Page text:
& lt;span class= & quot;dropcap & quot; & T & lt;/span & ime for another peek into Lifestyles of the Rich and Cranky. Those of us in the riff-raff class rarely realize how hard life is for the rich. I don't mean the merely rich, but the richy-rich -- the billionaire class. Yes, if you're one of them, you've got half a dozen luxurious houses around the world, servants galore, private jets and helicopters, your own chef, and... well, anything you want. But what if you don't make it?
The "it" is the list -- the annual Forbes magazine list of the 400 richest Americans. This is the ultimate social register, the measure of whether your wealth is really "wow" or just common. Well, this year's list has come out, and even being a billionaire no longer assures you of making the cut. In fact, being at the very bottom of the list, the 400th richest American, now requires $1.3 billion in wealth. This means that 82 certified American billionaires failed to qualify. How embarrassing is that? You can practically feel their pain, can't you?
Part of the problem for run-of-the-mill billionaires is that a horde of Wall Street speculators have recently zoomed to a level of & uuml;ber-wealth, thanks to the unregulated schemes of hedge-fund managers and private equity executives. Of the 45 newcomers to this year's Forbes list, half made their bundles in such schemes. With these operators pocketing billions of bucks, such regulars as the honcho of Starbucks and an heiress to the Campbell Soup fortune were bumped right off the Forbes list. It's a cruel world.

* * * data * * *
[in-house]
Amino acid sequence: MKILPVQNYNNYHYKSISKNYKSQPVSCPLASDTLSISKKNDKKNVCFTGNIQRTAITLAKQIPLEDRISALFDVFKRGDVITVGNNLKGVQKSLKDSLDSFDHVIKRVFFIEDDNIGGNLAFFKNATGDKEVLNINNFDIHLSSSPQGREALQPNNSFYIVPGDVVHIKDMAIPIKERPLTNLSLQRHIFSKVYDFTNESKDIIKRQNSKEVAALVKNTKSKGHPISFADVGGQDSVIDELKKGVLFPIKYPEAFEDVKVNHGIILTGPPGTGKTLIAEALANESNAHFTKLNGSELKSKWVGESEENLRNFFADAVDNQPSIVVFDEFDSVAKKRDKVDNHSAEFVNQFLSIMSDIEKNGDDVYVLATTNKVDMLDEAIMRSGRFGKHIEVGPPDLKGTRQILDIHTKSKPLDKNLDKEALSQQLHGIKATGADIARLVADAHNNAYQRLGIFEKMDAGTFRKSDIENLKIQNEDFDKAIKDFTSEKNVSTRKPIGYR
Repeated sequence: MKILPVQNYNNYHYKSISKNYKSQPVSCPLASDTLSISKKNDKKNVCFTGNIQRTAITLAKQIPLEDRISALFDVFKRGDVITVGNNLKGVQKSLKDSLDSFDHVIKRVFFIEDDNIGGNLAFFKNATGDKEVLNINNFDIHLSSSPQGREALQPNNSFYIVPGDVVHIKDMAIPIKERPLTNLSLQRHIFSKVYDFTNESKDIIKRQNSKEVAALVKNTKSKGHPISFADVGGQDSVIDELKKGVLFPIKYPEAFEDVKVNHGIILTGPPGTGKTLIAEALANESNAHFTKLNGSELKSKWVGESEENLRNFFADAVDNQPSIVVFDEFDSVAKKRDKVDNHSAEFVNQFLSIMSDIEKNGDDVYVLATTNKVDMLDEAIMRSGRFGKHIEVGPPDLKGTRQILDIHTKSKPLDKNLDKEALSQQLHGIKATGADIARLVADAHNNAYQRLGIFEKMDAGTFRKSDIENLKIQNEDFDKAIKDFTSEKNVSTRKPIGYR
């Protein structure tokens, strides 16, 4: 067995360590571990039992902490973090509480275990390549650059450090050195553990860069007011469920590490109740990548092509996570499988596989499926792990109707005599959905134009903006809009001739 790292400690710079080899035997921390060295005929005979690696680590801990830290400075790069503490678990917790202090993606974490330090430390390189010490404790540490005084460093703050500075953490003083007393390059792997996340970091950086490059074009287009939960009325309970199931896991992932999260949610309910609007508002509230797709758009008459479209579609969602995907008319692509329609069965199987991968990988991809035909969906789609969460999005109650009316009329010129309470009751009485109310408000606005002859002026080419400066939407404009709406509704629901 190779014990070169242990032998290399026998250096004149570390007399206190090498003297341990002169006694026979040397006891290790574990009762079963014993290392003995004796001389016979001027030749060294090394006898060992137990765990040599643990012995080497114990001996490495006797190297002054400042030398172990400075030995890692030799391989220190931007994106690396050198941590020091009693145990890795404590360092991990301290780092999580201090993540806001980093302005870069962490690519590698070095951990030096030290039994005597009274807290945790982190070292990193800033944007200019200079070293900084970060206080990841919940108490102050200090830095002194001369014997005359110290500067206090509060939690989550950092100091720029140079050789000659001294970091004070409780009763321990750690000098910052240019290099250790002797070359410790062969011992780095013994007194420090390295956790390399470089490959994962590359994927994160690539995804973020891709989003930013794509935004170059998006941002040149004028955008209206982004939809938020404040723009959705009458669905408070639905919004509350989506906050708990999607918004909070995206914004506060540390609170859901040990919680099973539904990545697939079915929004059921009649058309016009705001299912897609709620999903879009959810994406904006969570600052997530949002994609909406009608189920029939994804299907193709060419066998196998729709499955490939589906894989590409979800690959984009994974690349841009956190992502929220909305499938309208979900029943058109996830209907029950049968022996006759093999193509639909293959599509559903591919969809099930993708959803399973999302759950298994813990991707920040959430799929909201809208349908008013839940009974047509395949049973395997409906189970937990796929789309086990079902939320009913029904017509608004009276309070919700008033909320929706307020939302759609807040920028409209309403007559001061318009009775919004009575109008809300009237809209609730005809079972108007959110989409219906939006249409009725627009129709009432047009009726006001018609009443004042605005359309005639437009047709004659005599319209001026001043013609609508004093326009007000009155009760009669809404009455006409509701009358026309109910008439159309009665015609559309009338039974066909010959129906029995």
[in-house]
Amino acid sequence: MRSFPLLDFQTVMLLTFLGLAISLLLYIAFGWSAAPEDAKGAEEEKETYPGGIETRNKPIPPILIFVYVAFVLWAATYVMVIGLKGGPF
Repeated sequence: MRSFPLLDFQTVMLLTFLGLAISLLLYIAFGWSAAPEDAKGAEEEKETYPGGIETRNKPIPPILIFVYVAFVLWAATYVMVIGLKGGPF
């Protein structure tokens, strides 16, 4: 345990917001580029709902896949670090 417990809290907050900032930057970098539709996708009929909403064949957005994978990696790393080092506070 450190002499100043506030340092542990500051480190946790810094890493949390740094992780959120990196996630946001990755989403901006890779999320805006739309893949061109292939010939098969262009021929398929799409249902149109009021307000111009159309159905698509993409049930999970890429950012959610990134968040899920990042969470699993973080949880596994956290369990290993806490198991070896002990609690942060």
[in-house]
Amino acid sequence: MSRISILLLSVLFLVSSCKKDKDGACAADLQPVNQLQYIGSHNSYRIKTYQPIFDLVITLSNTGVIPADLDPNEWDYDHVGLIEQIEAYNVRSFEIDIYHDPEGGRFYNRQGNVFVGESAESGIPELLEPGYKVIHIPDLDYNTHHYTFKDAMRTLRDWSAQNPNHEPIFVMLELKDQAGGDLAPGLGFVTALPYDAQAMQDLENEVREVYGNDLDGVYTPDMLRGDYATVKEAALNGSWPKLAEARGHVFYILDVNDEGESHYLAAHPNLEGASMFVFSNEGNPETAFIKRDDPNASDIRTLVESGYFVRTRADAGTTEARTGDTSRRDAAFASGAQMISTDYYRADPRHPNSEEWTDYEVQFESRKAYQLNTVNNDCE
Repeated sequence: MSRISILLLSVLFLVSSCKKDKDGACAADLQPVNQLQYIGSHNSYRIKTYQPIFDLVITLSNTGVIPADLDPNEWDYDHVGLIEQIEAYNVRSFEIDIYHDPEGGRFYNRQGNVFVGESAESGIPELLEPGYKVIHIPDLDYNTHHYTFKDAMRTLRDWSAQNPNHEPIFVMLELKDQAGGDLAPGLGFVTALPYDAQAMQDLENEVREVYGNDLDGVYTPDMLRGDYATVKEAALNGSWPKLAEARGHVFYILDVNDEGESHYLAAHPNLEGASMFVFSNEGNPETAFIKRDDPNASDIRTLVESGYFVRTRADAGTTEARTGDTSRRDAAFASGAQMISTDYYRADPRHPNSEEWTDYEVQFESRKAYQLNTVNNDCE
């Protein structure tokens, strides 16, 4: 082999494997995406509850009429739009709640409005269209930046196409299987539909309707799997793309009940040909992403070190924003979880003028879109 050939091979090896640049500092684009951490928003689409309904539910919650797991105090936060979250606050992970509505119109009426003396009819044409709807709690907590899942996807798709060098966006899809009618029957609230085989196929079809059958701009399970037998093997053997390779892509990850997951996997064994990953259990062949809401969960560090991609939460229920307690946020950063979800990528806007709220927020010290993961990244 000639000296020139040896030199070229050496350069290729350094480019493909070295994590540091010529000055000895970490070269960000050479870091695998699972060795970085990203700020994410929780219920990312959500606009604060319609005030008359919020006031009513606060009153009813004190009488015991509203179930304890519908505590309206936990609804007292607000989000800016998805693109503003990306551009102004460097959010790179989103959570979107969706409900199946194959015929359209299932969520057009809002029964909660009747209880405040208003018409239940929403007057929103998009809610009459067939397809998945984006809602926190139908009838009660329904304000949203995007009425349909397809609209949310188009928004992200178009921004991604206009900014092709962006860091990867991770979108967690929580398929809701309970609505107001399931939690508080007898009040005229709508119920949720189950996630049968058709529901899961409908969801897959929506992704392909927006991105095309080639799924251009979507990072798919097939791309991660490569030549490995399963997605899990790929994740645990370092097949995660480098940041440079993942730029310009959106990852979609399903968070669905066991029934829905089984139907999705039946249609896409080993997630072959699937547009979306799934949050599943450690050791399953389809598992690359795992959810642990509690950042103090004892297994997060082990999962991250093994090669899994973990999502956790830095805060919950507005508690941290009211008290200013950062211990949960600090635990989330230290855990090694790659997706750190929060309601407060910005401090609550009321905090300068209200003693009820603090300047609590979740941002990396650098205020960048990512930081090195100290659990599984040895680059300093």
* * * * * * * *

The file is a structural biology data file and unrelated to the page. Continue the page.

Interestingly, these high-flying Wall Streeters have been lobbying furiously in Washington to stave off any regulation of their financial flimflammery and, especially, to forestall efforts to tax their pots of gold. After all, if they were to be regulated and taxed -- even at the low level of other billionaires -- they'd be less likely to make next year's list.